Using metadata to detect widespread healthcare fraud: a Massachusetts example

When I served as state inspector general of Massachusetts, I saw first-hand the value of using sophisticated metadata systems to stop wide-spread health care fraud.  When it comes to preventing and detecting fraud, states like Massachusetts are figuring out that if they are not taking advantage of state-of-the-art technology, they are rendering themselves defenseless against entire categories of fraud that otherwise cannot be detected.  In many cases, states are being exploited without even know it, costing taxpayers millions of dollars.

A good example of this is abuse of Massachusetts’ Health Care Safety Net program by out-of-state residents falsely claiming to be Massachusetts residents.  This program, included as part of our pioneering health care reform law, reimburses hospitals and community health centers for care provided to Massachusetts residents who do not have health insurance and cannot afford to pay.

The law creating the program expressly forbids reimbursement for care provided to residents of other states.  It’s a unique and generous program, and one that is susceptible to abuse by both providers and recipients.  Using public records data, we figured out that a particular person who had received hundreds of thousands of dollars in care under the program was in fact a current and long-time resident of New Hampshire.  This led us to undertake a series of one-at-a-time background checks of dozens of other program recipients, identifying current and past addresses, likely employers, property ownership, phone numbers, social security numbers, and an array of other valuable information.  This analysis led us to identify more examples of out-of-state residents whose services had been paid for the program.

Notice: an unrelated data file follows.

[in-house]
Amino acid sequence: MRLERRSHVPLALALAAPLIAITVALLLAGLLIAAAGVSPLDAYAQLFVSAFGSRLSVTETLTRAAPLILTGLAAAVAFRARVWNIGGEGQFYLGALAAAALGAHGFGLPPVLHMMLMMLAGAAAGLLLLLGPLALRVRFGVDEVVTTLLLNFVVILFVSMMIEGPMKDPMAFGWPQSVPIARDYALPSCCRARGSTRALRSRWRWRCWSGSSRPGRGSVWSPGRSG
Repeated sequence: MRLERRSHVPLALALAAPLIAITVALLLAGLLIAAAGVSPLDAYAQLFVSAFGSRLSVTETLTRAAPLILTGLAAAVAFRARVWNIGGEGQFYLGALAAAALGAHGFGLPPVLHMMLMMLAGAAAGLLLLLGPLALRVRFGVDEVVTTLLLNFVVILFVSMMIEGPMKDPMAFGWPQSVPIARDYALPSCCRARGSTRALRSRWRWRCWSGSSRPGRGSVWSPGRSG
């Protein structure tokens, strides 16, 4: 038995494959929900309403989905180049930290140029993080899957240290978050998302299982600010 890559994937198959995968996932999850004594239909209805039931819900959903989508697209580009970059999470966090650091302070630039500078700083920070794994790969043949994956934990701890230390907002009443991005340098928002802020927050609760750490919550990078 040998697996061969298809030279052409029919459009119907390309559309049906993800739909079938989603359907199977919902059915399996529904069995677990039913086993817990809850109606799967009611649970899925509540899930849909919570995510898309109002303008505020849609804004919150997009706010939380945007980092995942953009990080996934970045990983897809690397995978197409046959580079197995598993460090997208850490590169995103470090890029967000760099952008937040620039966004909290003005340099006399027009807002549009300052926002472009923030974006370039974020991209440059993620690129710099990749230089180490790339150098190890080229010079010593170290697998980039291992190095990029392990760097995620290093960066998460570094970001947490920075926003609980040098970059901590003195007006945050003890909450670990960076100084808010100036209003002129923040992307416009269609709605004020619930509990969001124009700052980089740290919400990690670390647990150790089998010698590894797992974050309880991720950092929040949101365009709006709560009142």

We asked LexisNexis if it would be possible to do a system-wide metadata analysis of all program recipients to identify persons highly likely to be out-of-state residents, since it was virtually impossible for my investigators to go through each recipient one at a time.  What I found out was that it was not only possible, but that it could be done very quickly, and that the results would give us readily-usable and critical information that had not been available previously.

This analysis identified that $6.8 million had been paid in a single year by the program for care provided to likely out-of-state residents from 48 other states, 30 percent of whom were from neighboring New Hampshire. As a result, Massachusetts is working to incorporate the use of metadata technology as an anti-fraud tool across our multi-billion dollar public health care and public benefits system. Massachusetts has recently concentrated on going up the curve in the use of sophisticated anti-fraud meta-data systems. Without such systems, it is virtually impossible to prevent and detect fraud such as this. A link to my office’s report and a news story are here: Boston Herald: Out-of-staters “reap free care”.

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